technical: Monitoring and Tuning Load Modules and Libraries
Performance is important. So, we regularly monitor our mainframe performance: CICS response times, WLM delays, CPU usage, batch run times and more. But I bet you've never thought of monitoring your load modules (or program objects). But every time I enter a new site, I do some checking. Here's what I do, and why.
Loading load modules and program objects (I'll just call them all load modules from now on) is expensive: it takes time and uses up CPU. So, we want to avoid doing it if possible.
If you have CA PMO/Quickfetch or CA PDSMAN, then you have facilities to automatically cache load modules (though the functionality for program objects is limited). The rest of us will be relying on LLA (library lookaside) and VLF (virtual lookaside facility). With these, you need to specify the PDS/PDSE names (I'll just call these load libraries from now on) in the relevant parmlib members (or SETPROG commands).
So, when I first arrive at a site, it's a nice check to see if there are some heavily hit libraries that may belong in LLA/VLF. For this, the SMF type 14/15 are brilliant. Here's some SAS/MXG job that gets information for any dataset with RECFM=U dataset (almost always a load library), and puts it into a csv file:
/* Put SMF 14/15 Records into an MXG PDB */
/* Search PDB for the info we need */
SET WORK.TYPE1415(KEEP=DSNAME SYSTEM JOB DDNAME SMFTIME EXCPCNT
PDSE RECFM BLKSIZE);
WHERE RECFM='U'; /* Only RECFM=U datasets */
FORMAT DATE 5. TIME TIME5. ;
DATE = DATEPART(SMFTIME) + 21916; /* Create an Excel date */
TIME = TIMEPART(SMFTIME);
DROP SMFTIME RECFM;
/* Put data into a CSV file */
ODS _ALL_ CLOSE;
ODS CSV FILE=CSV RS=NONE;
PROC PRINT DATA=SMF1415 NOOBS LABEL;
ODS CSV CLOSE ;
Here's an example of the output:
|SYS||BLOCK SIZE||DD NAME||DATASET||EXCP||JOB||PDSE||DATE|
|MVSA||32760||STEPLIB||UNKNOWN - CONCAT BPAM ||0||AP1J21||43695|
|MVSA||32760||STEPLIB||UNKNOWN - CONCAT BPAM||0||AP1J21||43695|
The date looks a bit weird. But we've created an Excel date number. When we use Excel to format it, we get a nice date in any format we want.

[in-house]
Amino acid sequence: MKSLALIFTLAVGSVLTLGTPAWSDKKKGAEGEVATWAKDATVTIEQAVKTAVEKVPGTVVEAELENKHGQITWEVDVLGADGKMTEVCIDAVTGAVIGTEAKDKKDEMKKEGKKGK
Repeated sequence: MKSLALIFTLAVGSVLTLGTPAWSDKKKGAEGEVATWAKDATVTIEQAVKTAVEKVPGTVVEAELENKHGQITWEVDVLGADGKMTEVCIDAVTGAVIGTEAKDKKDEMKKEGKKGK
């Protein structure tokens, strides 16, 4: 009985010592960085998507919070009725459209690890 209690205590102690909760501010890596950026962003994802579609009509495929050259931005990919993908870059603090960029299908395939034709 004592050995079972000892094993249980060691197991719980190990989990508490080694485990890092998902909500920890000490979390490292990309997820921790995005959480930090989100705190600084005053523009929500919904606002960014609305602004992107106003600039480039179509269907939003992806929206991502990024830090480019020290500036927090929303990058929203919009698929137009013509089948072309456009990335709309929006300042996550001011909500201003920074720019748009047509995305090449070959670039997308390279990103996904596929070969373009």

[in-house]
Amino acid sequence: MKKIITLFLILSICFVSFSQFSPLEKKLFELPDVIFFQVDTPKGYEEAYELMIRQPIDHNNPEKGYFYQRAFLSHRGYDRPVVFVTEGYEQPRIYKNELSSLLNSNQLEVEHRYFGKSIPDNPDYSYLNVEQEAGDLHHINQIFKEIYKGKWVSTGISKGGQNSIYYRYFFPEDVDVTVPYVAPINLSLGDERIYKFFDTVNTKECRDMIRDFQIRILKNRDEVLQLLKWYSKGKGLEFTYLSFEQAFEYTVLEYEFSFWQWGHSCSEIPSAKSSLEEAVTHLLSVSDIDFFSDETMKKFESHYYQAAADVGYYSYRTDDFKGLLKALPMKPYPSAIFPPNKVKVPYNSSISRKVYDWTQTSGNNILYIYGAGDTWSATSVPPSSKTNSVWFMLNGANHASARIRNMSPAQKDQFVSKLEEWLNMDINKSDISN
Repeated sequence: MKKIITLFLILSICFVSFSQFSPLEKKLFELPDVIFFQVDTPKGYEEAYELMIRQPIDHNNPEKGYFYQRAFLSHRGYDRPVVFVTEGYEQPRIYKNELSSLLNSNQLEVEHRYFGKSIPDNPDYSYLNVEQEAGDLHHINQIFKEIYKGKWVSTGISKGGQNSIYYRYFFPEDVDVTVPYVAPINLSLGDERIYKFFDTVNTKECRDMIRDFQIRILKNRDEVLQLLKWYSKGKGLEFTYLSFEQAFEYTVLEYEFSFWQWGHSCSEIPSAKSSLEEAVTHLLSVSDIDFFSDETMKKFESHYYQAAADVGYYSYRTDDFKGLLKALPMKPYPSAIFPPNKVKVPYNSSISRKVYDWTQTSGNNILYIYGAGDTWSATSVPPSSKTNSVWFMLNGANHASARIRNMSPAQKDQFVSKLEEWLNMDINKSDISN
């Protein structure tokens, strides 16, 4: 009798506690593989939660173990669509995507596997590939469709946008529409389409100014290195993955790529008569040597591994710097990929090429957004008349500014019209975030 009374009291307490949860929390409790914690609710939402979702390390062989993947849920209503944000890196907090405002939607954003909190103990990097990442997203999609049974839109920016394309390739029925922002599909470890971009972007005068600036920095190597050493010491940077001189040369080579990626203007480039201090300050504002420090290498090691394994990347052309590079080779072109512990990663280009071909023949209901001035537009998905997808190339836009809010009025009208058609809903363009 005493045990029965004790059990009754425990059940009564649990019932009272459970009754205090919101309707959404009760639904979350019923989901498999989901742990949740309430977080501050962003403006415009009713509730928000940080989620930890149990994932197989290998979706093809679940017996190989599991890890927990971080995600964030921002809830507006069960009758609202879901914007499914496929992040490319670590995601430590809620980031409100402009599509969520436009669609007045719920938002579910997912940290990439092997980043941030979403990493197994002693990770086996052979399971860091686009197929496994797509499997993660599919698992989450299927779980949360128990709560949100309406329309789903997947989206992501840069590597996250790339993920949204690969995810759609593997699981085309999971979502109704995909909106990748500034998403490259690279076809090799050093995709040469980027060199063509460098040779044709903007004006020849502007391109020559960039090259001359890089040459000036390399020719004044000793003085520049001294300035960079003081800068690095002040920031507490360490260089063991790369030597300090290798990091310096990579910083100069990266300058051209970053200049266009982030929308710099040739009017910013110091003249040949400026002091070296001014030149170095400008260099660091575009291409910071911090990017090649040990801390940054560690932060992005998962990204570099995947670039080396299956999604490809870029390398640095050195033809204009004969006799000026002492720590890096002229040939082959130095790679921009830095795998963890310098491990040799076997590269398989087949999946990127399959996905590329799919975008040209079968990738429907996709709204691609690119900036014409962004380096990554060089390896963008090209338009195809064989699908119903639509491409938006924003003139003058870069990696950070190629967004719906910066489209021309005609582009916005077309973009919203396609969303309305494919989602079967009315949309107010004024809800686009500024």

We're really interested in STEPLIB and JOBLIB DD names (to exclude bind, IEBCOPY and similar jobs). I can then get the number of I/Os (EXCPs) for each load library: any dataset with EXCPs isn't getting benefit from VLF (and probably LLA).
Another option is to use sampling tools like Compuware Strobe, IBM APA or Macro FreezeFrame. I usually use these on the address spaces with high CPU usage: good for reducing CPU, good for finding out what is going on.
As part of this, I'll see what modules are being loaded during the sampling session. For Strobe, I'll look at the Data Set Characteristics Section:
#DSC ** DATA SET CHARACTERISTICS **
DDNAME ACCESS POOL REC BLK/CI BUF RPL -SPLITS- EXCP DATA SET NAME
METHOD NO SIZE SIZE NO STRNO CI CA COUNTS
STEPLIB 12120 SYS1.SIEALNKE
STEPLIB 40330 SYSA.MQ.SCSQAUTH
STEPLIB 0 SYSA.MQ.SCSQANLE
STEPLIB 0 SYSA.MQ.SCSQLOAD
STEPLIB 0 SYST.DB2.UDSNEXT
You can see that there are a lot of EXCPs to SYS1.SIEALNKE, and SYSA.MQ.SCSQAUTH. This is expensive. Removing the STEPLIB and ensuring these libraries are in the linklist (they usually are) fixed the problem in this case.
For Macro4 FreezeFrame and IBM APA, the S03 report is interesting:
S03: Load Module Summary (05390/PRDJOB01) Row 00001 of 00065
Command ===> Scroll ===> CSR
Module Locn Address Count Size(bytes) Attr DDName Load Library
CEEBINIT JPA 0006E010 1 45,040 RU RN -VLF- SYS1.LE.SCEERUN
CEEEV003 PLPA 05B19000 1 5,576,384 SYS1.LE.SCEEERUN
CEEPLPKA PLPA 0606B000 1 2,135,944 SYS1.LE.SCEERUN
CLB3D001 JPA 19866E90 1 381,296 RU RN -VLF- SYS1.CPP.SCLBDLL
AACPGM1 JPA 19200AA0 501 1,376 STEPLIB SYSA.APP.LOADLIB
AACPGM2 JPA 12E93000 1 41,140 STEPLIB SYSA.APP.LOADLIB
AACPGM3 JPA 19E88000 1 1,376 STEPLIB SYSA.APP.LOADLIB
We can see some modules loaded from VLF: fast. A couple are in PLPA (even faster), and some are application modules loaded from STEPLIB. AACPGM1 looks to have been loaded a lot of times: worth looking at. This report is also great for confirming where a program is loaded from (VLF, LPA or a specific dataset).